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Research Fellows Directory

Samuel Xavier de Souza

Professor Samuel Xavier de Souza

Research Fellow


University of Bristol

Research summary

My research targets scalability and energy efficiency of parallel systems by attempting to optimally match hardware and software. In recent years, the focus of my research has been on improving energy efficiency of computation. It proved to be viable to convert parallel software scalability into energy efficiency of parallel hardware. Simulation and results from real hardware show a factor of up to 3x energy reduction while maintaining performance. Currently, I am interested in the validation and refinement of power models for homogeneous and heterogeneous architectures in order to accurately predict energy savings.

Energy consumption, however, is generally second to performance as application design goal, mainly due to the absence of general programming tools suitable to understand and subsequently improve energy efficiency. There exist many tools to assess software performance, but there are limited tools that relate energy to the developer's code. Such information, when available, can be valuable to energy critical systems such as wireless sensors, IoT, and other systems that operate on batteries or need a lot of power for computation. Most programmers are not familiar with techniques used to measure the target hardware and therefore they must rely on an approach that makes energy transparent at the development level while being sufficiently accurate.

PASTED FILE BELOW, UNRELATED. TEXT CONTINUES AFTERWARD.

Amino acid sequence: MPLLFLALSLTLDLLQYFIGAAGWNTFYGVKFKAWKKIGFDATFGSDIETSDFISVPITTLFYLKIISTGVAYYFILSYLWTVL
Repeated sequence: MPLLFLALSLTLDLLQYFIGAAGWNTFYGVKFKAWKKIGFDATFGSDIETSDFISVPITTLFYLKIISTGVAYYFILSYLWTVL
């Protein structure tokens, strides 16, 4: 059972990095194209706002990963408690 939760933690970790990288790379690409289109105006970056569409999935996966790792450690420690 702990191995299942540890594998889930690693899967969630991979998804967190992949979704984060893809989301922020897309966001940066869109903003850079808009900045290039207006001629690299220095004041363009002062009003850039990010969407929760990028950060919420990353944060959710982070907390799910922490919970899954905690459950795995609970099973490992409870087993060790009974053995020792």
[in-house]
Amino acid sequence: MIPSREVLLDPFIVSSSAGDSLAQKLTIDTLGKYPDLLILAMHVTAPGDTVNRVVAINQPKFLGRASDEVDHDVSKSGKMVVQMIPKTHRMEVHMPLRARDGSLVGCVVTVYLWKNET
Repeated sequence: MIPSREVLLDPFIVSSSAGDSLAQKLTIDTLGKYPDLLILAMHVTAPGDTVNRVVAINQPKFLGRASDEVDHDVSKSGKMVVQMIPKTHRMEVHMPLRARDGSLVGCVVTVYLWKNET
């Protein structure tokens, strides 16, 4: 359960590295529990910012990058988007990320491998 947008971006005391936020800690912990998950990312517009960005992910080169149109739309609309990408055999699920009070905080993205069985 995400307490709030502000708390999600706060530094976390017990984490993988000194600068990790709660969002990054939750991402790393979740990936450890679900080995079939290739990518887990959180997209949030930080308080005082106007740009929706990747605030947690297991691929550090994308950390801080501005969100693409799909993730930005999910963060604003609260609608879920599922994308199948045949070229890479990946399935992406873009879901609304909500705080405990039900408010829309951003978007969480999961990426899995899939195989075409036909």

Together with Prof. Kerstin Eder, from the University of Bristol, I have accepted the challenge to develop a framework with tools that can deliver clear and relevant information in order to empower the programmer to make energy a first class design goal. This should allow HPC systems to be more economic, battery-powered devices more autonomous, and energy harvesting more usable for the IoT.

Interests and expertise (Subject groups)

Grants awarded

More Power to Programmers: Enabling Energy-Effincient Software Engineering

Scheme: Newton Advanced Fellowship

Dates: Dec 2016 - Dec 2018

Value: £74,000

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